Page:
Office of Compliance, Advisor/Ombudsman of the World Bank Must Greatly Expand Its Scope in Tackling Systemic Problems with Oil and Gas Projects Financed by the International Finance Corporation

November 30, 2011

Crude Accountability has published a new report, “Sufficient Recourse? : Controversial Oil and Gas Projects in the Former Soviet Union and Recommendations to Improve the Compliance Advisor/Ombudsman Function of the World Bank Group,” which highlights weaknesses in the CAO’s ability to improve oil and gas project outcomes in Georgia, Kazakhstan and Russia. The report evaluates structural and procedural limitations of the CAO that prevent it from effectively mitigating large, systemic problems resulting from IFC financed projects in this sector of the economy.

Sarah Bedy, the author of the report, summed up her research: “CAO complainants expected the CAO to push the IFC and its clients to uphold social and environmental best practices, especially in countries with weak rule of law and social and environmental protections; however their experience was that CAO often interpreted its mandate and evaluated complaints too narrowly.”

The report reviews the 31 complaints submitted to the Office of Compliance Advisor/Ombudsman from affected communities throughout the former Soviet Union. All the complaints received were connected to three oil and gas projects: the Baku Tbilisi Ceyhan Pipeline project, which traverses Azerbaijan, Georgia and Turkey; Lukoil Overseas Operating, which provided financing to the Karachaganak Oil and Gas Condensate Field in western Kazakhstan; and the Russkiy Mir project, an oil terminal constructed on the Black Sea coast in the heart of a resort community on the Taman Peninsula. Extensive interviews with the complainants and responses from the CAO staff comprise the bulk of the report, which also provides recommendations to improve the future operations of the CAO.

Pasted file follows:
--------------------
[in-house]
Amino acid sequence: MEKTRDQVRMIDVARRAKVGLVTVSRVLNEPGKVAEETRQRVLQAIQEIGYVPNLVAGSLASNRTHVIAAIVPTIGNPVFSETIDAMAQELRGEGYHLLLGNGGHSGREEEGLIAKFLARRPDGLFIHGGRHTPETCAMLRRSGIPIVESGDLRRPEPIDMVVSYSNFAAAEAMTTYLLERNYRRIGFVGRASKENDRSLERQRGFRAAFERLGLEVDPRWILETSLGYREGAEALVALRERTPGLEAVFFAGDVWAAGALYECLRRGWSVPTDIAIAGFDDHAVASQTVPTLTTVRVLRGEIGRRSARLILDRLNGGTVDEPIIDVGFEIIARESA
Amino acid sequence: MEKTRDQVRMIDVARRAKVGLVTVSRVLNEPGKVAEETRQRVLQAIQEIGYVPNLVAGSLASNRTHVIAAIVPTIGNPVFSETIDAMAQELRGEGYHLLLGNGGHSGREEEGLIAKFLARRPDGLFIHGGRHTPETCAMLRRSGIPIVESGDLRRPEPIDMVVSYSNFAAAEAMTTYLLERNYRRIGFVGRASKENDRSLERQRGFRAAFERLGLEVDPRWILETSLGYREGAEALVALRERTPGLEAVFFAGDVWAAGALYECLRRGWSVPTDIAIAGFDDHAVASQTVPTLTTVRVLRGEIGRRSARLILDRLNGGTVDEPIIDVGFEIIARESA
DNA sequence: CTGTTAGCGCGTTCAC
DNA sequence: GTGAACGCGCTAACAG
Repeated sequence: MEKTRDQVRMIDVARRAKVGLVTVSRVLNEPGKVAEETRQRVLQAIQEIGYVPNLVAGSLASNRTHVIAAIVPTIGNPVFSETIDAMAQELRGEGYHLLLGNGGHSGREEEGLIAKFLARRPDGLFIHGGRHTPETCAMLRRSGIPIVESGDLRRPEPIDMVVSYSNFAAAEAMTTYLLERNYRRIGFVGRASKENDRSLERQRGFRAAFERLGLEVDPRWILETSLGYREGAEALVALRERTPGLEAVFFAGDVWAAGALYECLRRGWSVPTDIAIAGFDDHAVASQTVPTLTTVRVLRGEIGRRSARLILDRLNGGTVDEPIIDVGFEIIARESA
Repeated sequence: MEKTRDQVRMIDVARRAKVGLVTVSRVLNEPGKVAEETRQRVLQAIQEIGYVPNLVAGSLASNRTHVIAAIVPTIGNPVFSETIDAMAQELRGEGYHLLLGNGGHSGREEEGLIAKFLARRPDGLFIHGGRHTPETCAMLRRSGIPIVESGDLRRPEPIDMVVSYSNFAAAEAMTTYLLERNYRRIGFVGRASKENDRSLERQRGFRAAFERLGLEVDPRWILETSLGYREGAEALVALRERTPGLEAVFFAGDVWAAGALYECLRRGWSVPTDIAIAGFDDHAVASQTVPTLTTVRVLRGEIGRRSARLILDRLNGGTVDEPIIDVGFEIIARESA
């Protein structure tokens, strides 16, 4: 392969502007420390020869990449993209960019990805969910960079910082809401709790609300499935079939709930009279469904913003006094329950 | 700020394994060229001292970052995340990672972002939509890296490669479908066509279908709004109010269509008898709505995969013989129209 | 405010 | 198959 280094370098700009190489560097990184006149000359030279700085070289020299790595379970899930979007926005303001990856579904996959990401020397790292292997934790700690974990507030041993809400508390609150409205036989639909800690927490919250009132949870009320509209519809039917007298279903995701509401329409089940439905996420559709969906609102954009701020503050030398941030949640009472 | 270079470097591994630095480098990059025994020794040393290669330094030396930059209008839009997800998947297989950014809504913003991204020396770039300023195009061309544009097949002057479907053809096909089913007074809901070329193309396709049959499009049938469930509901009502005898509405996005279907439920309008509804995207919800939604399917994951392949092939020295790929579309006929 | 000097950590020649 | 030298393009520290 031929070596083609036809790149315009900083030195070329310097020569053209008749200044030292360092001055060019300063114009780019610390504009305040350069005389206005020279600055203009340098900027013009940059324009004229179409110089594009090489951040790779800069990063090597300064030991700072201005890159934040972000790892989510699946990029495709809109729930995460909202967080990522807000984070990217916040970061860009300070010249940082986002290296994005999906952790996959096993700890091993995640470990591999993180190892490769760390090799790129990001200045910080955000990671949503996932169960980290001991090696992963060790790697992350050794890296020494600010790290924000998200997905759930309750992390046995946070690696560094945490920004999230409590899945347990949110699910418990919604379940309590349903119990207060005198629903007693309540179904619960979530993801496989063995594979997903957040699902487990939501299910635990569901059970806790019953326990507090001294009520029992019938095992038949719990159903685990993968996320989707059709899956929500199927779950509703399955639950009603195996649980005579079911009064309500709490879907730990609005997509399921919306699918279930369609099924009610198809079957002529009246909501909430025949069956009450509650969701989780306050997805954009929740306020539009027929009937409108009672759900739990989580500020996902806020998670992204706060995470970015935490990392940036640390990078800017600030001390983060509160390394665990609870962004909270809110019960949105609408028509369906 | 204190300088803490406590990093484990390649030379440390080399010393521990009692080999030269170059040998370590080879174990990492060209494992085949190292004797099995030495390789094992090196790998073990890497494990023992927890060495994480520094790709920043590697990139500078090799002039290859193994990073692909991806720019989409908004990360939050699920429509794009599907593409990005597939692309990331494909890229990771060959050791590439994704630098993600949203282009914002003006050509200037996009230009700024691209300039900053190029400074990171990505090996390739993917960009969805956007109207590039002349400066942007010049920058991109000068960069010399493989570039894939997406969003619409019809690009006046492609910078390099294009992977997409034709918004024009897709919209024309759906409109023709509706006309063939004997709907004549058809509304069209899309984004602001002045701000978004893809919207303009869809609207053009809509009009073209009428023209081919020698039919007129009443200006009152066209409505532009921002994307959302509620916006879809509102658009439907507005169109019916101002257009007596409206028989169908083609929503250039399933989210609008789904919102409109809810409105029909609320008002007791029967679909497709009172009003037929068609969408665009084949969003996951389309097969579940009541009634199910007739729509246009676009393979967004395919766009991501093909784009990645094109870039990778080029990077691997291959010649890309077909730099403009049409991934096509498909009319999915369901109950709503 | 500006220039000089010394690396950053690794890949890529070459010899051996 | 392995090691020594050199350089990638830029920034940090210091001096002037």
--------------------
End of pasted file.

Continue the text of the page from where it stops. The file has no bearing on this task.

Recommendations to the CAO include limiting the terms of leadership for the head of the office, instituting institutional reforms that result in professional repercussions against IFC staff who violate the IFC’s environmental and social standards, addressing the inability of the CAO to adequately address violations of national law and corruption in host countries, and increasing the independence of the CAO from the IFC, including housing it outside of the IFC office building.

The CAO is the independent recourse mechanism of the International Finance Corporation, the private lending arm of the World Bank Group. Local communities impacted by IFC-financed projects should be able to turn to the CAO for assistance in instances where they believe the social and environmental performance standards of the IFC have been violated, or in instances where their quality of life has been compromised by the projects.

Crude Accountability’s Sergey Solyanik, a complainant against the IFC’s $150 million investment at the Karachaganak Oil and Gas Condensate Field, stated, “The question for the leadership of IFC and the Bank in general is do they want the CAO to be a buffer zone to soften the hit from civil society and the public, or do they want a real mechanism to solve problems and answer questions?…[I]f there is not a real mechanism, sooner or later there will be a social upheaval or a tragedy that will result in the loss of life, which will sit directly on the shoulders of IFC.”

The report is available on Crude Accountability’s website:http://crudeaccountability.org.